During part of the afternoon, until a virus laid her low, Edie was going to spend a few hours.  She is also a good friend to Mary Ann and has dealt with everything right up to calling the ambulance to take her to the hospital when it was needed.

The best part of all was that our Son, Micah, was able to come from 9:30am to 6:30pm to be with his Mom.  Our Daughter-in-Law, Becky, and Granddaughter, Chloe, were on a Girl Scout campout this weekend.  That freed the time for Micah to come.  For a Mom to have her adult Son to herself for a full day is a treat beyond description.  Micah always brings out the best in Mary Ann.  She was alert and able to communicate.  They talked on the phone with our Daughter, Lisa.  They played some Scrabble.  Needless to say, the game only went a two or three rounds, but Mary Ann managed to come up with some of the words on her own.  She used to be merciless in playing Scrabble with the Volunteers.  They knew they were in the presence of greatness.  Micah took her outside for a trek to the nearby park, looking at flowers and enjoying the weather as he wheeled her along.  They ate some leftovers and then later headed out to get a milkshake from Sonic.  Micah and ice cream too!  Can’t beat it!

One of the special benefits of the day were the bits and pieces of conversation that Micah had with his Mom.  He got to have her at her best some of the time.  He experienced some of her hallucinations.  There were some times when she was not tracking, but much of the time she was.  While their conversations were between the two of them, one interaction that Micah shared was very revealing.  She wondered if it was not so that once a person needed to be fed, they would have to go to a nursing home.  He assured her that as long as there was someone at home willing to help, that was not so.  She has in recent days begin allowing me to help her with food, even in public.  That need must have been a great concern to her, carrying with it in her mind powerful implications.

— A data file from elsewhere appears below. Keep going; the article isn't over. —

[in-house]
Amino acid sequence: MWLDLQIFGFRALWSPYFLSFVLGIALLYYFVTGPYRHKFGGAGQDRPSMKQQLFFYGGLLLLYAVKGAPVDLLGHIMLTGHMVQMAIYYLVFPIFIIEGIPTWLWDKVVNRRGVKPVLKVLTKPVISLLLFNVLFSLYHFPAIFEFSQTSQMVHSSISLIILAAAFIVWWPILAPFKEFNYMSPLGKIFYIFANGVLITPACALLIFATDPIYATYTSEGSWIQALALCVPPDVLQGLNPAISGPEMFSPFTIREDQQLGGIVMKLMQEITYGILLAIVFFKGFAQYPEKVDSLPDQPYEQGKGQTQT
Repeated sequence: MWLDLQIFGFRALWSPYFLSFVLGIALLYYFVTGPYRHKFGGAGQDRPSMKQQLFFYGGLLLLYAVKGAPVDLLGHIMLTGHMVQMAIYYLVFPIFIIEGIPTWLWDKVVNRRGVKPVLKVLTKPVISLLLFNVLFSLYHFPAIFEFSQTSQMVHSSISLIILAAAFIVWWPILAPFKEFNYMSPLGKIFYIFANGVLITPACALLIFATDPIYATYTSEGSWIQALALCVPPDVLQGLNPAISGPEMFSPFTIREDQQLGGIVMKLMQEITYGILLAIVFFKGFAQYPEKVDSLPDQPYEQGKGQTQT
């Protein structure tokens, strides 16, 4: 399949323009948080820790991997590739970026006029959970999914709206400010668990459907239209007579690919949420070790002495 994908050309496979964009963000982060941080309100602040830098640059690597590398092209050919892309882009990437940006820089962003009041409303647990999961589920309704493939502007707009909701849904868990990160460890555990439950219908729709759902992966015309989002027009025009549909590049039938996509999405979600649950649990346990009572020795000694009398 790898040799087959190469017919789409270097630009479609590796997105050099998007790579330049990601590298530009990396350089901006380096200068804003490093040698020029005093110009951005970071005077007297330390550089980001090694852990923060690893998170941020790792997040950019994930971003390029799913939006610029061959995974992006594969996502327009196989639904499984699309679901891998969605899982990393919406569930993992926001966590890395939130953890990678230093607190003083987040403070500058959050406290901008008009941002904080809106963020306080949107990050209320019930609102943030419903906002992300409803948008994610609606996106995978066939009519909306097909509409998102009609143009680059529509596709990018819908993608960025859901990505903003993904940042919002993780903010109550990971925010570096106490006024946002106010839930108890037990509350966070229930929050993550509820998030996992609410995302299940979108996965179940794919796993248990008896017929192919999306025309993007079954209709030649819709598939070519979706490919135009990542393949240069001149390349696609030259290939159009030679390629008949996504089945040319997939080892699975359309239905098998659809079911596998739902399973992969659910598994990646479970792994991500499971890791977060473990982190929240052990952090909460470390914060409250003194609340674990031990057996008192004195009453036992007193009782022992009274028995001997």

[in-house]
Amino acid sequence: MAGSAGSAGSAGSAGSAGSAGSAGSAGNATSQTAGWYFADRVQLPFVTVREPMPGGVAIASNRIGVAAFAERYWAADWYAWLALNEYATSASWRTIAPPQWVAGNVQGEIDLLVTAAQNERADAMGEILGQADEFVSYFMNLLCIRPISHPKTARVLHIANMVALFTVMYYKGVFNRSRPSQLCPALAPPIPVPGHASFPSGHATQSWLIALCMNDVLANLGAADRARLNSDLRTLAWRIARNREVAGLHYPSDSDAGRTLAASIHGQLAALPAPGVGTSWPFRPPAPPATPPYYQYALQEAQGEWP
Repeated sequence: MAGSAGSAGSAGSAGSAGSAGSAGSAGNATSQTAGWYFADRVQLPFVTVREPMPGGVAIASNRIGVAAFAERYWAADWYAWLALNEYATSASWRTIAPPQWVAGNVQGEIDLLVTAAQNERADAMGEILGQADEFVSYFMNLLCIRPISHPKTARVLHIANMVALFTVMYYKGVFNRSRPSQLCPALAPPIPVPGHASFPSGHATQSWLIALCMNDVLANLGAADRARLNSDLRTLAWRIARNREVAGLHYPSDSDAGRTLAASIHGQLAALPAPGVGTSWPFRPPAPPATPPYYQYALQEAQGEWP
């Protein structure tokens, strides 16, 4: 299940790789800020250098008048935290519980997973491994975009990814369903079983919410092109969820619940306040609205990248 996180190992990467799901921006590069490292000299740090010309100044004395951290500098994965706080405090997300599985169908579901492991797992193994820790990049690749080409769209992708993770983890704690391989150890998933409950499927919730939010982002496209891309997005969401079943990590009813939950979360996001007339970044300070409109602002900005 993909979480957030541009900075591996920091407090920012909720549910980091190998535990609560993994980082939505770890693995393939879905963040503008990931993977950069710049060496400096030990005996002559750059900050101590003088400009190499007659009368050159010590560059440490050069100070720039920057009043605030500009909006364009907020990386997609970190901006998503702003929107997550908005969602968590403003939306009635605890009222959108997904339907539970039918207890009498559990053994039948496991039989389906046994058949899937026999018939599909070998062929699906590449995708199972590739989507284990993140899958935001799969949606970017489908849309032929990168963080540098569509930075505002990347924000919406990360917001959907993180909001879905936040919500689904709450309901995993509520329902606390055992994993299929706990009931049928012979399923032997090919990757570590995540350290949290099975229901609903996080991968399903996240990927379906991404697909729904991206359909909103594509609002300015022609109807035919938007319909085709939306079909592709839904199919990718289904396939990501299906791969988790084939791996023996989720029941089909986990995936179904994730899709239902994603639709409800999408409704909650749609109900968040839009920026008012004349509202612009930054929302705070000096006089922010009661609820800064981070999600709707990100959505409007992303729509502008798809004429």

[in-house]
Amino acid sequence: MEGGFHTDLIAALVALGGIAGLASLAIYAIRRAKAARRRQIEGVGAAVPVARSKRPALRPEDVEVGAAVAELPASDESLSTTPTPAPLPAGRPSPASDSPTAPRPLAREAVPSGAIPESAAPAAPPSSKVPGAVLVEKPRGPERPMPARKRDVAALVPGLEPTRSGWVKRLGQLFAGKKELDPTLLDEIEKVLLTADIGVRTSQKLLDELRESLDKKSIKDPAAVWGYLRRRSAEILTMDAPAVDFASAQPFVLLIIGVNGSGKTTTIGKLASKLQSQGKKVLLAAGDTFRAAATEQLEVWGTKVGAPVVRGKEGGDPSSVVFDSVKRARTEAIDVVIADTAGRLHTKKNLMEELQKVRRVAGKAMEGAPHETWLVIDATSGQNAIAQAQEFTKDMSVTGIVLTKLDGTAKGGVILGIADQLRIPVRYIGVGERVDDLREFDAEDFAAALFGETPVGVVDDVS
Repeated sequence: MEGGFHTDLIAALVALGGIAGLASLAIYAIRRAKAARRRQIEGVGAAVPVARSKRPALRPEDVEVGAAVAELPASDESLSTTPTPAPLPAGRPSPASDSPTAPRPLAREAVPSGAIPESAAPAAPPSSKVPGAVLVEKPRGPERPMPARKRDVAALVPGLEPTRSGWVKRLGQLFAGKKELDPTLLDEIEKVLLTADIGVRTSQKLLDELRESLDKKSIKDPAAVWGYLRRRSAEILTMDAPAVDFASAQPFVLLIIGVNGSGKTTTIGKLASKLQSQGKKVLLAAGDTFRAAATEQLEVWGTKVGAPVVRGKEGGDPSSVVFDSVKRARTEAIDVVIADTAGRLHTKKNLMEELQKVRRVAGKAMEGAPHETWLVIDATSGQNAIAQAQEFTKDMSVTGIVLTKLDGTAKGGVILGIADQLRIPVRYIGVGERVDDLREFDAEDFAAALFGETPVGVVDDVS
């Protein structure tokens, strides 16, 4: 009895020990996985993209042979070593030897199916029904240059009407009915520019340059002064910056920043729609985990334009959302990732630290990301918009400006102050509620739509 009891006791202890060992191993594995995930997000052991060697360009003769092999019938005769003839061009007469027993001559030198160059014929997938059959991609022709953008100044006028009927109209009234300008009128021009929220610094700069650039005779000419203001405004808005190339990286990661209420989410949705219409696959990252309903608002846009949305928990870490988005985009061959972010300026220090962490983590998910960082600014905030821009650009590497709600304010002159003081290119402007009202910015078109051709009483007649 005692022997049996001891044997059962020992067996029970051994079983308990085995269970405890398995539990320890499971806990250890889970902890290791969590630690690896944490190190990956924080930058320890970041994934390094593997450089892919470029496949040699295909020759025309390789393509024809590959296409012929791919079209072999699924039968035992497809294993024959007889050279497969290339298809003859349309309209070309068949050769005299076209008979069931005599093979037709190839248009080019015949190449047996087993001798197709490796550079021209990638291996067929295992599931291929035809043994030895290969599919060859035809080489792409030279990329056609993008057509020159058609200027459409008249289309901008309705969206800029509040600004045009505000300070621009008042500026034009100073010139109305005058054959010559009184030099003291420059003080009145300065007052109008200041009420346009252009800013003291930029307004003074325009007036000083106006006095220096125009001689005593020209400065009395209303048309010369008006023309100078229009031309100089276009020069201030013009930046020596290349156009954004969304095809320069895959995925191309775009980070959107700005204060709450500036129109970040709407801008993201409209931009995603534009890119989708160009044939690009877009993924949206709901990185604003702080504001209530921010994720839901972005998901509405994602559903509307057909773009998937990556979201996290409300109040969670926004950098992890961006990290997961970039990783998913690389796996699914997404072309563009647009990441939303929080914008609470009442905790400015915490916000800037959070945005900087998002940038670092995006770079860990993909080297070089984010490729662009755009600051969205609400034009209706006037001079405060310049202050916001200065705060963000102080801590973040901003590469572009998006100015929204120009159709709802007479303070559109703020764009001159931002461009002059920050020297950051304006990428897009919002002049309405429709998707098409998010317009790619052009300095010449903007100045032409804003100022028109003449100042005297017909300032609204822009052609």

As I processed the day, one thing popped into my mind when thinking about how good the day was for the two of them.  Mary Ann and I have enjoyed hopelessly spoiling our Granddaughter Chloe when she is with us before returning her to Micah and Becky to deal with the aftermath.  Turnabout is fair play, as they say.  After a day of Micah’s full attention, entertaining her and enjoying her every minute of the time he was there, I have to deal with the aftermath!

If there will be a Caregiver’s day off (as well as a CareReceiver’s day off), there are all sorts of things that need to be done over a period of time to allow it to happen.

For one thing, we had developed a relationship with an agency, using it on a regular basis, if only for a short time each week.  That way the option was available and familiar.  We  had already developed the booklet with all the pertinent information if any problem should arise.  (See this blog’s March 29th, 2009, post titled “Caregivers’, Carereceivers’, Volunteers’ Safety Issues” for more information on the booklet.)